Prove that the square of every natural number is of the form $3k$ or $3k+1$, where $k \in \mathbb{Z}$.

I'm trying to reach a contradiction by assuming $n^2 = 3k+2$. Any ideas?

  • 2
    $\begingroup$ Do you know induction? $\endgroup$
    – Cass
    Apr 1 '14 at 20:45
  • $\begingroup$ Better to verify it for $n=0,1,2$ and then do three inductions, going from $n$ to $n+3$ in each. $\endgroup$
    – Lubin
    Apr 1 '14 at 20:46

Go for a direct proof. Any natural number is one of the forms: $3m, 3m+1, 3m+2$ where $m$ is a natural number. What do you get when you take the squares of these forms?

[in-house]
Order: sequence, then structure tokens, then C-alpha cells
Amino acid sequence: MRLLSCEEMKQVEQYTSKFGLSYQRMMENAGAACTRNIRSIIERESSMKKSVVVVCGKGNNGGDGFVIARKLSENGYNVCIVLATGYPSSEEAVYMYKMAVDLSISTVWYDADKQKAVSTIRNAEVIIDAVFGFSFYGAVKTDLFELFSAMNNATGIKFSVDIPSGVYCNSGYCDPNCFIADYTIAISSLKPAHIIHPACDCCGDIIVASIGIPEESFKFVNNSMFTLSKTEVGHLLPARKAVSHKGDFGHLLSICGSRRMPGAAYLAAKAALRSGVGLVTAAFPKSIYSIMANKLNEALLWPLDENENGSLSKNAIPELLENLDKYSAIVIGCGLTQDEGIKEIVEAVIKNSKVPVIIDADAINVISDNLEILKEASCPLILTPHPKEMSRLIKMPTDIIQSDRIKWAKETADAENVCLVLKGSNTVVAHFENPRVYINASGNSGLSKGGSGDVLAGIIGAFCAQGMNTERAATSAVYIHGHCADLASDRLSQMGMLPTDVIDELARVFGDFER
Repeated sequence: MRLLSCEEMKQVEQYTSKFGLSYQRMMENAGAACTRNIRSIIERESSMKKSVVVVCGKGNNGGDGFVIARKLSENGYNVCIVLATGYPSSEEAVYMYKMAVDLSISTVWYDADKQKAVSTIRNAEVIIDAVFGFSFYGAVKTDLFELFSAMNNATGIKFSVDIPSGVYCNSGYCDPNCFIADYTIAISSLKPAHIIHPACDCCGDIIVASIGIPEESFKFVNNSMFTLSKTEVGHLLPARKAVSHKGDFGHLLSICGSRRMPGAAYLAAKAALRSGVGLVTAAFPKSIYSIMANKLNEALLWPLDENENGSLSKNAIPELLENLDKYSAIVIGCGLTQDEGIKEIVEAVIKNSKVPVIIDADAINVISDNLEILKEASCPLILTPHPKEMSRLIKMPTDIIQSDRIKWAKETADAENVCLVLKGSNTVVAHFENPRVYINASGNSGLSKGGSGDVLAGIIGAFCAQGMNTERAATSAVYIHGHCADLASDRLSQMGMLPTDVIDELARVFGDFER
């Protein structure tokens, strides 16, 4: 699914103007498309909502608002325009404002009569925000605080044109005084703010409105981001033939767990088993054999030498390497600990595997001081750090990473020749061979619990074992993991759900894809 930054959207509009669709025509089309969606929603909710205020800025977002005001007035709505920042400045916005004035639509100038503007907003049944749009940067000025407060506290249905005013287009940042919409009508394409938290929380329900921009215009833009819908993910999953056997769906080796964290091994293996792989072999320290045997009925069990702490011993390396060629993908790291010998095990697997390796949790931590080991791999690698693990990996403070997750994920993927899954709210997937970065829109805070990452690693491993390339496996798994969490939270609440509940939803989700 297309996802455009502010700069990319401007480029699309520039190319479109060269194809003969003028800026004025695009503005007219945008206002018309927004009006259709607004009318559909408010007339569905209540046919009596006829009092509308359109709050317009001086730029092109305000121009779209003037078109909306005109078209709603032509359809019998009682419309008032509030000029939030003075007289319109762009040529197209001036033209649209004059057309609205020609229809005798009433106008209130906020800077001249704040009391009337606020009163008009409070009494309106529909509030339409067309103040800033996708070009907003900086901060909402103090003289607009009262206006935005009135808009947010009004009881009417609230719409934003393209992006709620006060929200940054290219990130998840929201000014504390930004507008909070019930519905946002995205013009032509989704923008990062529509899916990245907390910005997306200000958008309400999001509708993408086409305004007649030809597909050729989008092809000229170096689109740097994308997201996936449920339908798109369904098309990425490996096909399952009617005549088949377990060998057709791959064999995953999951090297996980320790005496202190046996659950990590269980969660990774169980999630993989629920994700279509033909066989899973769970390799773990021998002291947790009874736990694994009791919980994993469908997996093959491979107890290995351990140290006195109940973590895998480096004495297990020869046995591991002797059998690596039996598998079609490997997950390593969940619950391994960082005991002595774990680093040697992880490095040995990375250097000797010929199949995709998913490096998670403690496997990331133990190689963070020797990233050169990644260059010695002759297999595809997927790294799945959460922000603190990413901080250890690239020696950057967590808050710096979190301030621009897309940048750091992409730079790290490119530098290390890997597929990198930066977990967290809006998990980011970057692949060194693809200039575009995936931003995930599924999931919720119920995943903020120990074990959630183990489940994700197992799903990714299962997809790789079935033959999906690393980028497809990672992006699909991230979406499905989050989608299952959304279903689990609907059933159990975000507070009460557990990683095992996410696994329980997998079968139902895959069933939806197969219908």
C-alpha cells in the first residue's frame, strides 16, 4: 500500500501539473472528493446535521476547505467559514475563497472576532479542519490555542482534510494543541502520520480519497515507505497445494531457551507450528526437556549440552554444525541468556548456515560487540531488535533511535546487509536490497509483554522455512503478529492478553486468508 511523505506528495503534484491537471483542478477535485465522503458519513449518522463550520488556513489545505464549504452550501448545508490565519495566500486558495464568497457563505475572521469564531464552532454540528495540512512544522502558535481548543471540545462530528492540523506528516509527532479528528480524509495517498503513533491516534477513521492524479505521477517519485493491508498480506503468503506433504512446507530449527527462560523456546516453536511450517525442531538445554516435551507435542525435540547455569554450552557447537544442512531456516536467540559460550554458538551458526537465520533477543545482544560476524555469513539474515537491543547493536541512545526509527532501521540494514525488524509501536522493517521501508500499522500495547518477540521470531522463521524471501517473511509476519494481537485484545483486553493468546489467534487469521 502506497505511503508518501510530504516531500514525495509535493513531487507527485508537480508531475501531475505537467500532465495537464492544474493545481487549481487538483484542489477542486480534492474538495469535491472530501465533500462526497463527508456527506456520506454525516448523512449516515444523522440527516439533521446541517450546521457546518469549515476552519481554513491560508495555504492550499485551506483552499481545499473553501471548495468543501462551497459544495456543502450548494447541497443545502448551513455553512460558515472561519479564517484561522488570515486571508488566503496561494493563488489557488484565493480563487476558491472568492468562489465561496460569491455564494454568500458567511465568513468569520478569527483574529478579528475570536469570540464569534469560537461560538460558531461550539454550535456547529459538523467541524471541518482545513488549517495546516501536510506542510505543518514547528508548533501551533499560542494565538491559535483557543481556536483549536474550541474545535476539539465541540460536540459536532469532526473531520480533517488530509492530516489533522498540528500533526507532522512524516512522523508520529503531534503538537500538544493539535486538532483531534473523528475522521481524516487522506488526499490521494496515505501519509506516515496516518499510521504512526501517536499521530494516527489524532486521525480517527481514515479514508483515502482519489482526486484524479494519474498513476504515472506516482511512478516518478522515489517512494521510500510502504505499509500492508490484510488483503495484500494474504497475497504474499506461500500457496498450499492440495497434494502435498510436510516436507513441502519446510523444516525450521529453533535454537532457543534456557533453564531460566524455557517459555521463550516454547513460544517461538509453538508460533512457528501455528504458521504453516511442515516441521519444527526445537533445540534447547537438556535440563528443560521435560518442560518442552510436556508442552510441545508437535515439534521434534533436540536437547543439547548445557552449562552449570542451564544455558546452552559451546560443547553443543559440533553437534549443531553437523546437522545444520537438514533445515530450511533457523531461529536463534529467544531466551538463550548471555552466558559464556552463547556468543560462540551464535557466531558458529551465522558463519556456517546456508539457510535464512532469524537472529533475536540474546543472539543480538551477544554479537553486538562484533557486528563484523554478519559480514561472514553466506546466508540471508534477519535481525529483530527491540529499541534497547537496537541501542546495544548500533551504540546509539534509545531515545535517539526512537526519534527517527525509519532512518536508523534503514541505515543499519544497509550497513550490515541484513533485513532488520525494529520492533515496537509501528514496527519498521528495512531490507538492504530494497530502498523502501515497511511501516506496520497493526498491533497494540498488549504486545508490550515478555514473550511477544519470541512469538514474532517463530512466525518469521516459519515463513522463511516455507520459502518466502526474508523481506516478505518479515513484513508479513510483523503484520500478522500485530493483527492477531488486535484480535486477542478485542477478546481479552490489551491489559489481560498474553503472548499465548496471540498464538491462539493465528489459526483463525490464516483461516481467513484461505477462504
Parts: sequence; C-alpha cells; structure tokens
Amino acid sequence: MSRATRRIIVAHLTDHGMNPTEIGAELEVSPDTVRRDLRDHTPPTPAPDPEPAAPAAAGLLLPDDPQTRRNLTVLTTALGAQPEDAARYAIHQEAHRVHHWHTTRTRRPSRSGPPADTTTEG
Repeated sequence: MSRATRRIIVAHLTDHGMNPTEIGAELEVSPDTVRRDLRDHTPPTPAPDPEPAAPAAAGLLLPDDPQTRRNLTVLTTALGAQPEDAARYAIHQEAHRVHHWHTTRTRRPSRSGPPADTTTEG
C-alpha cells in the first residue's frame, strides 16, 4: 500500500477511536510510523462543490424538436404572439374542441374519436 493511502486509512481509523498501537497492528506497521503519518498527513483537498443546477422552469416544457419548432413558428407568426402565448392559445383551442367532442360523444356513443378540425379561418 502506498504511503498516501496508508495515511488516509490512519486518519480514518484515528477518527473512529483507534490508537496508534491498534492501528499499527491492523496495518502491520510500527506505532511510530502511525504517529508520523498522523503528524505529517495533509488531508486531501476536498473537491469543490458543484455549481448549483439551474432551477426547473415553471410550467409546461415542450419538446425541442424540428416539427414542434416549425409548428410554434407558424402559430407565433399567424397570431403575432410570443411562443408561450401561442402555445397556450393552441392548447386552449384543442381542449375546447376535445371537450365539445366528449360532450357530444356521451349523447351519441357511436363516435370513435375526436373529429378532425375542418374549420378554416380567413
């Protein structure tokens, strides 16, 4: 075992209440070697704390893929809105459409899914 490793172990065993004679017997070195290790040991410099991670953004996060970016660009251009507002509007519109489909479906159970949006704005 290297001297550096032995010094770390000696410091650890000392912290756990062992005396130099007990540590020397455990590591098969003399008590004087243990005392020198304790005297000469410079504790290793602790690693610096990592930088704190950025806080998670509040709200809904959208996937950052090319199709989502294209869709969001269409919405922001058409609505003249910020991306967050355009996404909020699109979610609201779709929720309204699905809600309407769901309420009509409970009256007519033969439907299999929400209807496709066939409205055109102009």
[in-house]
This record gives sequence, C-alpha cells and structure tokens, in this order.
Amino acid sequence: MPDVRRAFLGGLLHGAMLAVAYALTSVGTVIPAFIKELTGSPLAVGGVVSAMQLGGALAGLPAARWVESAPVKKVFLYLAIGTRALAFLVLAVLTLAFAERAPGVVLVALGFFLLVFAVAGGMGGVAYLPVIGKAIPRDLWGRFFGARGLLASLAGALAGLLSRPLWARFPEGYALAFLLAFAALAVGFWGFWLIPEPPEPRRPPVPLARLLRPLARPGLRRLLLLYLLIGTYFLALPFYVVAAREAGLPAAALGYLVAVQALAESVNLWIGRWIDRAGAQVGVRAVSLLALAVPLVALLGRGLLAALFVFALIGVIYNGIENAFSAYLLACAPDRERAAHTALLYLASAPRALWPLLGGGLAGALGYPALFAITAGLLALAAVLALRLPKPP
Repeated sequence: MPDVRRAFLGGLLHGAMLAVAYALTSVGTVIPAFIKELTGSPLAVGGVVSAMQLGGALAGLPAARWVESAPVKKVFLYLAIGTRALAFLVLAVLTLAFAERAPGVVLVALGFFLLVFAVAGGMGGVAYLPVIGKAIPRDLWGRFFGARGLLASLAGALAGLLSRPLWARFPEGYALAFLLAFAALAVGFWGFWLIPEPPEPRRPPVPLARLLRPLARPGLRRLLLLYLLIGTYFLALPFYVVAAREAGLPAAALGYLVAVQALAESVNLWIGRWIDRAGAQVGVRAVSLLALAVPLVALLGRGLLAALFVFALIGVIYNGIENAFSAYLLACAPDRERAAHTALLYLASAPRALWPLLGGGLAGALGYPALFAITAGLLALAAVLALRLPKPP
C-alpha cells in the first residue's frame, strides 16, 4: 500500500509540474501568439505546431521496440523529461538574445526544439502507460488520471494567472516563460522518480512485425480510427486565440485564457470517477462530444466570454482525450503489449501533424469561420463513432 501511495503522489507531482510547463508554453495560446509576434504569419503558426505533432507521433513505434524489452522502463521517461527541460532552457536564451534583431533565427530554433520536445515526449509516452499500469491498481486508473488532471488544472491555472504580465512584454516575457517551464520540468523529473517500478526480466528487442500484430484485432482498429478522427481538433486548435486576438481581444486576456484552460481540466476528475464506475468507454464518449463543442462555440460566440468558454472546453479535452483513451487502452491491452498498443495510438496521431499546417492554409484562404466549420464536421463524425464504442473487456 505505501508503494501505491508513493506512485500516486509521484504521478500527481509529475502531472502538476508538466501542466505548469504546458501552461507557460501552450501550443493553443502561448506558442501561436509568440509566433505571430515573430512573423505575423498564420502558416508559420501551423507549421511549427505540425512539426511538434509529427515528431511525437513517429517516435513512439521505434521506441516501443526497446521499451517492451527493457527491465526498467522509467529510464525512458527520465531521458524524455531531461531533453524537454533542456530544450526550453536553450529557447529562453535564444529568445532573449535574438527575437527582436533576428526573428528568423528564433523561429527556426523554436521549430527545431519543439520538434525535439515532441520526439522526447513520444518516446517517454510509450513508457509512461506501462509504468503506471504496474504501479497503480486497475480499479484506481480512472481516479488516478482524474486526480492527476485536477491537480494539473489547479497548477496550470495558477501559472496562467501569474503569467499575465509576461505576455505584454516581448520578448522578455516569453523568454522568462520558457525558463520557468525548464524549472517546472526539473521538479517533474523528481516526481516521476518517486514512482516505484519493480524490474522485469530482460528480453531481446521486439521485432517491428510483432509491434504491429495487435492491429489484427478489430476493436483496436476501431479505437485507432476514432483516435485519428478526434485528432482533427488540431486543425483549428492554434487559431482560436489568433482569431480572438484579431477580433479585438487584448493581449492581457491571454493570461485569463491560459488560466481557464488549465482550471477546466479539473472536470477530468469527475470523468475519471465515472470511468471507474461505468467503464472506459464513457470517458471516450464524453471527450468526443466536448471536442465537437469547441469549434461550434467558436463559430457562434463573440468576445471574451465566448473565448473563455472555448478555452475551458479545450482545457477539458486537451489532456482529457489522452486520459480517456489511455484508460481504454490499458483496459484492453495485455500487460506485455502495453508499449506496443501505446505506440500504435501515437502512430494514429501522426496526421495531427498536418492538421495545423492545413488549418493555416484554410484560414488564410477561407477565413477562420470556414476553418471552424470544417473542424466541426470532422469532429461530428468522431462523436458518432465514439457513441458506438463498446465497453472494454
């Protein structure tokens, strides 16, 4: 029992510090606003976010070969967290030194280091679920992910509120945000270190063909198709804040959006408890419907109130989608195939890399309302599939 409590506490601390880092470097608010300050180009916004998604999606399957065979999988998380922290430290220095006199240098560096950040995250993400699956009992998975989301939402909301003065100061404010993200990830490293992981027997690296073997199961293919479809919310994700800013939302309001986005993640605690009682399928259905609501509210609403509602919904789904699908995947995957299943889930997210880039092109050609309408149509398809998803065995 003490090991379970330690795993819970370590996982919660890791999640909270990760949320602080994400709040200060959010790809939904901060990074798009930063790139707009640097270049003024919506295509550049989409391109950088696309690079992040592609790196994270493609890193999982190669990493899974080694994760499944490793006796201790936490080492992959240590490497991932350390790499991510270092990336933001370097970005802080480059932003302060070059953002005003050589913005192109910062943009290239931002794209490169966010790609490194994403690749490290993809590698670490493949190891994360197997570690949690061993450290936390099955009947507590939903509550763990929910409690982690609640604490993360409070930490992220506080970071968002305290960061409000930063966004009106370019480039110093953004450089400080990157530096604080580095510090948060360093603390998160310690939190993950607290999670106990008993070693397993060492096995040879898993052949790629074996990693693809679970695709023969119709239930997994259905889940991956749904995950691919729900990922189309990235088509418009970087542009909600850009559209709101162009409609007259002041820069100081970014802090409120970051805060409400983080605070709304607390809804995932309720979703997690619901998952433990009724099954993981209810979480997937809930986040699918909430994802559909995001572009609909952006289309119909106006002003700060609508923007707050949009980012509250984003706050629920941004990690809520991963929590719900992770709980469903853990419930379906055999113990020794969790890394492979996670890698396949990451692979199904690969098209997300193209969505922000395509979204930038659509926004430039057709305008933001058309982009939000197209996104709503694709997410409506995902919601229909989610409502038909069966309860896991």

Well, you know that any integer can be written in the form $3k$, $3k + 1$ or $3k + 2$ following the division algorithm.

Now let's take the square of each of them;

$(3k)^2 = 9k^2 = 3(3k^2)$, of the form $3k$;

$(3k+1)^2 = 9k^2 + 6k + 1 = 3(3k^2 + 2k) + 1$, of the form $3k + 1$;

$(3k+2)^2 = 9k^2 + 12k + 4 = 9k^2 + 12k + 3 + 1 = 3(3k^2+4k+1)+1$, of the form $3k + 1$;

therefore no integer $n^2$ can be written in the form $3k + 2$, hence all integers squared are of the form $3k$, or $3k + 1$.


Hint mod 3: $n \equiv 0, \pm 1 \implies n^2 \equiv 0, 1$


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